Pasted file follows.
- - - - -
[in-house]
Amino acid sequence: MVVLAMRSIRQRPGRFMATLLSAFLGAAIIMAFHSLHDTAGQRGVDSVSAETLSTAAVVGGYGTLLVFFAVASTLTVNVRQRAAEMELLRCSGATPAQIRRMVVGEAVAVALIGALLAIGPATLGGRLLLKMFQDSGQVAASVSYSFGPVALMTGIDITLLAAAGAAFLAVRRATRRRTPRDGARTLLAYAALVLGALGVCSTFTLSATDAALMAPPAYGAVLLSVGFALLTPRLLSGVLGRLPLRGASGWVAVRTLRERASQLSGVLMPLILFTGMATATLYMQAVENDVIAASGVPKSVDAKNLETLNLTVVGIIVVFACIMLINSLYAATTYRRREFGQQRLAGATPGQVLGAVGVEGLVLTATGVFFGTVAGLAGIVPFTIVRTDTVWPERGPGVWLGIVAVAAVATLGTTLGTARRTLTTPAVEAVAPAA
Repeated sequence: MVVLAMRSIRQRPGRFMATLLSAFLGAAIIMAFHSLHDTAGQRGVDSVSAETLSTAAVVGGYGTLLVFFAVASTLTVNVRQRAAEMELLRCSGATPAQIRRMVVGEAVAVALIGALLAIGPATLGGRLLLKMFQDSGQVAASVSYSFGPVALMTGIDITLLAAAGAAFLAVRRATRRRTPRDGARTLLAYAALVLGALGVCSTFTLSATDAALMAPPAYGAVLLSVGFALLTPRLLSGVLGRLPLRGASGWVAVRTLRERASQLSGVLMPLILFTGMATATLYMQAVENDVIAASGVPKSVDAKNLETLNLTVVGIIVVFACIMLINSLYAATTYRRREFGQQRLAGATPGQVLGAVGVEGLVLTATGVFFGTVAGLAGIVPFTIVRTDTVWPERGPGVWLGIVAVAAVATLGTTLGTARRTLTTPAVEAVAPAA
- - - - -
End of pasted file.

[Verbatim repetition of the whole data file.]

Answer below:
[in-house]
Amino acid sequence: MVVLAMRSIRQRPGRFMATLLSAFLGAAIIMAFHSLHDTAGQRGVDSVSAETLSTAAVVGGYGTLLVFFAVASTLTVNVRQRAAEMELLRCSGATPAQIRRMVVGEAVAVALIGALLAIGPATLGGRLLLKMFQDSGQVAASVSYSFGPVALMTGIDITLLAAAGAAFLAVRRATRRRTPRDGARTLLAYAALVLGALGVCSTFTLSATDAALMAPPAYGAVLLSVGFALLTPRLLSGVLGRLPLRGASGWVAVRTLRERASQLSGVLMPLILFTGMATATLYMQAVENDVIAASGVPKSVDAKNLETLNLTVVGIIVVFACIMLINSLYAATTYRRREFGQQRLAGATPGQVLGAVGVEGLVLTATGVFFGTVAGLAGIVPFTIVRTDTVWPERGPGVWLGIVAVAAVATLGTTLGTARRTLTTPAVEAVAPAA
Repeated sequence: MVVLAMRSIRQRPGRFMATLLSAFLGAAIIMAFHSLHDTAGQRGVDSVSAETLSTAAVVGGYGTLLVFFAVASTLTVNVRQRAAEMELLRCSGATPAQIRRMVVGEAVAVALIGALLAIGPATLGGRLLLKMFQDSGQVAASVSYSFGPVALMTGIDITLLAAAGAAFLAVRRATRRRTPRDGARTLLAYAALVLGALGVCSTFTLSATDAALMAPPAYGAVLLSVGFALLTPRLLSGVLGRLPLRGASGWVAVRTLRERASQLSGVLMPLILFTGMATATLYMQAVENDVIAASGVPKSVDAKNLETLNLTVVGIIVVFACIMLINSLYAATTYRRREFGQQRLAGATPGQVLGAVGVEGLVLTATGVFFGTVAGLAGIVPFTIVRTDTVWPERGPGVWLGIVAVAAVATLGTTLGTARRTLTTPAVEAVAPAA